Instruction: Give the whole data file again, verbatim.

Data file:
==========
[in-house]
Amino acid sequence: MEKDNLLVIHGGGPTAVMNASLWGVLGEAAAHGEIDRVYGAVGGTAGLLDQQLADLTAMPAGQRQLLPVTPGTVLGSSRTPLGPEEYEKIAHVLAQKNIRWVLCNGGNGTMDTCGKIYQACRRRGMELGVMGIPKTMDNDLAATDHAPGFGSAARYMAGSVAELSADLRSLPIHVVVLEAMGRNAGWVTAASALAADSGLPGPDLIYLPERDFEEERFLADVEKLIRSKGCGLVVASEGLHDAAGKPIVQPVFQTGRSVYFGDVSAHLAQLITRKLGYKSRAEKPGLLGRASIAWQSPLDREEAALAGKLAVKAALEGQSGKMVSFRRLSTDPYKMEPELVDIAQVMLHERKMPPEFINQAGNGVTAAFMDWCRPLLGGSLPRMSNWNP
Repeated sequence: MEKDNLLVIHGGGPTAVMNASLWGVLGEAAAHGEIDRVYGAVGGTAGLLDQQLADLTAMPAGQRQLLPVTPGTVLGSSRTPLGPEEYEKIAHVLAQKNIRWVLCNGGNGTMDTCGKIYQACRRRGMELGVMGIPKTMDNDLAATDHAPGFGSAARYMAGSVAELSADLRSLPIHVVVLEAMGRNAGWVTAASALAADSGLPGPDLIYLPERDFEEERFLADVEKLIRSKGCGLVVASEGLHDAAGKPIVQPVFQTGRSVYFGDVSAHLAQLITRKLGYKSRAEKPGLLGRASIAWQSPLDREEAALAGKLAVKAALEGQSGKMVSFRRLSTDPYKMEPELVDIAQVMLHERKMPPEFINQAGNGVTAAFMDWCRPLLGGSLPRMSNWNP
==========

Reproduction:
[in-house]
Amino acid sequence: MEKDNLLVIHGGGPTAVMNASLWGVLGEAAAHGEIDRVYGAVGGTAGLLDQQLADLTAMPAGQRQLLPVTPGTVLGSSRTPLGPEEYEKIAHVLAQKNIRWVLCNGGNGTMDTCGKIYQACRRRGMELGVMGIPKTMDNDLAATDHAPGFGSAARYMAGSVAELSADLRSLPIHVVVLEAMGRNAGWVTAASALAADSGLPGPDLIYLPERDFEEERFLADVEKLIRSKGCGLVVASEGLHDAAGKPIVQPVFQTGRSVYFGDVSAHLAQLITRKLGYKSRAEKPGLLGRASIAWQSPLDREEAALAGKLAVKAALEGQSGKMVSFRRLSTDPYKMEPELVDIAQVMLHERKMPPEFINQAGNGVTAAFMDWCRPLLGGSLPRMSNWNP
Repeated sequence: MEKDNLLVIHGGGPTAVMNASLWGVLGEAAAHGEIDRVYGAVGGTAGLLDQQLADLTAMPAGQRQLLPVTPGTVLGSSRTPLGPEEYEKIAHVLAQKNIRWVLCNGGNGTMDTCGKIYQACRRRGMELGVMGIPKTMDNDLAATDHAPGFGSAARYMAGSVAELSADLRSLPIHVVVLEAMGRNAGWVTAASALAADSGLPGPDLIYLPERDFEEERFLADVEKLIRSKGCGLVVASEGLHDAAGKPIVQPVFQTGRSVYFGDVSAHLAQLITRKLGYKSRAEKPGLLGRASIAWQSPLDREEAALAGKLAVKAALEGQSGKMVSFRRLSTDPYKMEPELVDIAQVMLHERKMPPEFINQAGNGVTAAFMDWCRPLLGGSLPRMSNWNP